This is a fascinating and useful read. Lloyd-Jones influence across evangelicalism in England and to a lesser extent the USA was widespread and powerful. These essayists endeavor to discover the real Lloyd-Jones warts and all, while not dispensing with the reality that Lloyd-Jones had a formidable intellect, and an amazing ministry.

Highly recommended.

Rector’s Letter 26th February

Dear Parish Family,

Lent is known as the time when you give something up for 40 days – coffee, chocolate, TV, smoking, drinking, deserts and if you want to be particularly pious and miserable you give them ALL up!!!

Lent should never be known just as the time you give stuff up. In fact I would suggest we do some reverse psychology. Maybe we should think of something to TAKE UP, which may lead us to giving things up later.

Also, with giving stuff up we know that it is not forever. We do the pious 40 days, but right at Easter Day, whatever it is we gave up, we tend to jump back in there often with MORE intensity than before.

Whatever we do during lent, it should be something that has a lasting spiritual impact on us – something which can begin to transform us and change us forever.

The story I want to point you towards in the scriptures is the story of Josiah. You can find that story in 2 Kings 22 and 23. Josiah became King of Judah at 8 years of age. When he was 18 he initiated some renovations of the temple. During these renovations, the workman discovered the book of the law. Scholars suggest that Israel had been without the book of the law for 57 or more years. That is, they had been practicing the ways of God from memory, from others memory, changing, adding, adjusting. It had gotten Judah into a mess and on the verge of judgement.

Josiah heard the law and realized that they were so far from what God had asked them to do. They had prayed, they had meditated, they had done worship in the temple but now, with the discovery of the law, they realized that what they were doing was not right or good and they had to change.

They discovered something that was lost and it changed how they lived.

Our prayer life; our worship, both individual and corporate; our daily routine in the world, are all dependent upon what God has spoken and we find what God has spoken in his word, which is why I want to encourage us this Lent to take up the bible afresh.

The issue is not that you managed to have a 20 min quiet time each day, or that you read so many chapters of the bible – that is just a routine. The issue is WHAT we read and how THAT effects HOW we live. You could read for 5 mins and be completely blown away by what you read and it can change your life. You could read for 30 mins and walk away happy that you read the Bible but it having NO effect on your daly life.

Take UP that which is the foundation of what we are as Christians – to read, mark, learn and inwardly digest the words of God, and it will transform how we live, pray and worship.

Let’s not be people who think we know what the Bible says, but be people who KNOW what the Bible says.

May the Lord bless you all!

Ash Wednesday Sermon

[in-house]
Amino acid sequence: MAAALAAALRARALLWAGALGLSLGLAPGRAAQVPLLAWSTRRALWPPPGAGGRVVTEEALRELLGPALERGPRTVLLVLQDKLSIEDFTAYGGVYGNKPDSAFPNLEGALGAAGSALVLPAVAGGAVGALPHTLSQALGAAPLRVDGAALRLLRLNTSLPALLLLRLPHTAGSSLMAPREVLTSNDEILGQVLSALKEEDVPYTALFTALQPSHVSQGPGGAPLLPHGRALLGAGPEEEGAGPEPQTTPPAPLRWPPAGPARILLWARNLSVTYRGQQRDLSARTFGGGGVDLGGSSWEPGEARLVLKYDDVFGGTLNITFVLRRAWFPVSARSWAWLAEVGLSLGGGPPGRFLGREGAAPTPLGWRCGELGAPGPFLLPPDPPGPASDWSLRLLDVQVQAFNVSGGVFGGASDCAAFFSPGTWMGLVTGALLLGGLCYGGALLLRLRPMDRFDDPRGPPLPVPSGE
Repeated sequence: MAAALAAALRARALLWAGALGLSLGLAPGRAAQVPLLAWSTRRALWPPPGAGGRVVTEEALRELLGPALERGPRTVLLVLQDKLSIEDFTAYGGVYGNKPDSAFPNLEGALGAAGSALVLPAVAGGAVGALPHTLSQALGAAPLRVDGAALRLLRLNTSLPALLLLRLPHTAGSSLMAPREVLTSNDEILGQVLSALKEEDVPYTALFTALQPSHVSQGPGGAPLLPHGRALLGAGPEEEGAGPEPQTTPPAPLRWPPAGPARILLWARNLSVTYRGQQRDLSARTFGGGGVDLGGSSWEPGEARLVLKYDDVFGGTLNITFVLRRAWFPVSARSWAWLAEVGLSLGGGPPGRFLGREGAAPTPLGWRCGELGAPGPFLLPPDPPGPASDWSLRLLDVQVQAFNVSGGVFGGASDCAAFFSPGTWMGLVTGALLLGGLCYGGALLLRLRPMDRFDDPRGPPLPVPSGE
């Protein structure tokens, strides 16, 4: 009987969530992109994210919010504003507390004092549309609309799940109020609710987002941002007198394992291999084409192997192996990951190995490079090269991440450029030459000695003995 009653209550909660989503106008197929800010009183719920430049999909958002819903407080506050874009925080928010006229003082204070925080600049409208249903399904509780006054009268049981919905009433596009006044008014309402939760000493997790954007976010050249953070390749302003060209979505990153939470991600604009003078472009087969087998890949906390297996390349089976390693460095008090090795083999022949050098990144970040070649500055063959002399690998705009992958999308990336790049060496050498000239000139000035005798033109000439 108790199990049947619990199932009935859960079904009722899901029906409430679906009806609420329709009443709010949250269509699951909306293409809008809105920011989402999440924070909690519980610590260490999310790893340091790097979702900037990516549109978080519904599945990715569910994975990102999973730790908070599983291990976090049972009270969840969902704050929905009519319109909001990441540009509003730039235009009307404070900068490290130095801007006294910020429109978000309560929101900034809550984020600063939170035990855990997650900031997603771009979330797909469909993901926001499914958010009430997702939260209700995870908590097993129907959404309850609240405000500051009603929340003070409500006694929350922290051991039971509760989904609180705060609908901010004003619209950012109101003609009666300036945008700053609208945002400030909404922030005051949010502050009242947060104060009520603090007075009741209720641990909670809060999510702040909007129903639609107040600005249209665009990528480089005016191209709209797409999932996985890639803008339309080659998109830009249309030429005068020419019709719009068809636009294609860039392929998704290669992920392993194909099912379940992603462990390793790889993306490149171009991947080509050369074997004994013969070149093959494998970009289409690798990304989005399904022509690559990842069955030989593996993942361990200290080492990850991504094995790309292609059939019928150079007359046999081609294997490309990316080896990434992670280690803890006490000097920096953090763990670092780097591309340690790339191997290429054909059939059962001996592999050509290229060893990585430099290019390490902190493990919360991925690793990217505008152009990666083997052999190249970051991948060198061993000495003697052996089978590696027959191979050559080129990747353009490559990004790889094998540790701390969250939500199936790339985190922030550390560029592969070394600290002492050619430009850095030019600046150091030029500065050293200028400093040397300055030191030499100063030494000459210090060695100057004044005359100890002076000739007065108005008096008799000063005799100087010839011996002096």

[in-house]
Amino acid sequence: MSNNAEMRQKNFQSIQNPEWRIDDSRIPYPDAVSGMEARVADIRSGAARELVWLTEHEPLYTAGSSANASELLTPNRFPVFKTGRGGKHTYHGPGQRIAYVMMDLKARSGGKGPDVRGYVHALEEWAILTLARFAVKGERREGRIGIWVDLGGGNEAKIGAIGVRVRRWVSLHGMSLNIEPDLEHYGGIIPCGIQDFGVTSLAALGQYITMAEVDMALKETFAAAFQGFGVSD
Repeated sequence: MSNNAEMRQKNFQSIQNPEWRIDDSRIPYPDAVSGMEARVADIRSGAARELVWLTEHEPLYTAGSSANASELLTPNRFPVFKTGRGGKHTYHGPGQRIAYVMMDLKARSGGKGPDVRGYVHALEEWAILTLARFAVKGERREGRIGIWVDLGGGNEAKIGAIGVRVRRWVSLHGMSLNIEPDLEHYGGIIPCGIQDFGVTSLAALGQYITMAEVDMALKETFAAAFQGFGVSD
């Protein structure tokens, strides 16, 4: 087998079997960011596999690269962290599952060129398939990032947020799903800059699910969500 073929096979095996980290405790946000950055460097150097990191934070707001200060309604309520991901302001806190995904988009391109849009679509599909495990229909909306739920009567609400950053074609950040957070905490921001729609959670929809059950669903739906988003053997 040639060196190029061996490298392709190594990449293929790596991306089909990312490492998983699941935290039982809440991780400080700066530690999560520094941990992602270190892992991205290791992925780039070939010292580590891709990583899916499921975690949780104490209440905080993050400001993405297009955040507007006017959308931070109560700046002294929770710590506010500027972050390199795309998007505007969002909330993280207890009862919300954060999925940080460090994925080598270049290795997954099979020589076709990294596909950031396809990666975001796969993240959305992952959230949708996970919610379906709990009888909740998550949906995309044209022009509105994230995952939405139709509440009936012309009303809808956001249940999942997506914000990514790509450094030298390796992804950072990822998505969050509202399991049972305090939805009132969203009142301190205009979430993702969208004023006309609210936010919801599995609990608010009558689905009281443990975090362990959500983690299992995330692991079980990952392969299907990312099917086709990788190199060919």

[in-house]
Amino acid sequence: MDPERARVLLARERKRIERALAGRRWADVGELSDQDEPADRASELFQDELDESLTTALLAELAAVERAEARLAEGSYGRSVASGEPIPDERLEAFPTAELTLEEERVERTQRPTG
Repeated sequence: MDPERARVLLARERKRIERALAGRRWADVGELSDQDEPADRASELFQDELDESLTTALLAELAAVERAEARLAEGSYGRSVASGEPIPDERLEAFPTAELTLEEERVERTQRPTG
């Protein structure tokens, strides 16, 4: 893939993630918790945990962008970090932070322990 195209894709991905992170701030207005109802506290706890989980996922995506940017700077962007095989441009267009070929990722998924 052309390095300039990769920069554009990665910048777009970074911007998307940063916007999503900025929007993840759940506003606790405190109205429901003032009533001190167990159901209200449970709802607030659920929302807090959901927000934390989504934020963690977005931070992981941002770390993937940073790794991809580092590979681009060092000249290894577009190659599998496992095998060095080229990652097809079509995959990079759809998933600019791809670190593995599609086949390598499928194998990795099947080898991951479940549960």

We are about embark on our Lenten season. Too often people think that Lent is a time of gloom and hardship – only about reluctantly giving up of things. This is not really what Lent is supposed to be like.

Notice that Jesus says When you fast (not if – when) – do not look dismal. This is a penitential season – not a depressive season – we still retain the joy of our salvation through Lent.

So what is Lent for? Lent gives us the opportunity to reflect on our lives – to set aside some deliberate space and time to listen to God and to examine ourselves. It’s not about trying rake up the bad stuff – we simply reflect and examine ourselves honestly and truthfully allowing God to speak to us. Psalm 26:2 says Examine me, O Lord, and prove me;
Try my mind and my heart. We ask this to see what we need to let go of AND what we need to take up; prayer, reading the scriptures.

Rather than saying I am giving up something for lent, I prepare to think of Lent as a time of shedding – shedding the things we have accumulated over the year that we do not need. And lent is also a time of reorientation as we turn our eyes, hearts and bodies towards Christ.

I want to suggest we do this by holding onto two truths over this Lenten season.

Firstly, judgment is coming.

Our reading from Joel is very clear. A dark day is coming. The day of Judgment.

A friend visited W.C. Fields, in hospital just before he died. He found Fieldsthumbing through a Bible. Asked what he was doing with a Bible, Fields replied, “I’m looking for loopholes.”

I have said before that we can be too glib about Jesus’ second coming – we say “I can’t wait for Jesus to return!” Really! Joel tells us this will be a terrifying event – the very glorified Christ appears – and when that happens the scriptures say that EVERY knee will bow – Satan included – not because he wants to but because he MUST in the presence of Him who is the center of all existence in the universe. And when Jesus returns we will all stand before the Judgment seat and be required to give an account. Now, as believers, our destiny is assured – we are going to be with the LORD because we trust in Him. But we will be asked to give an account for how we lived as a believer.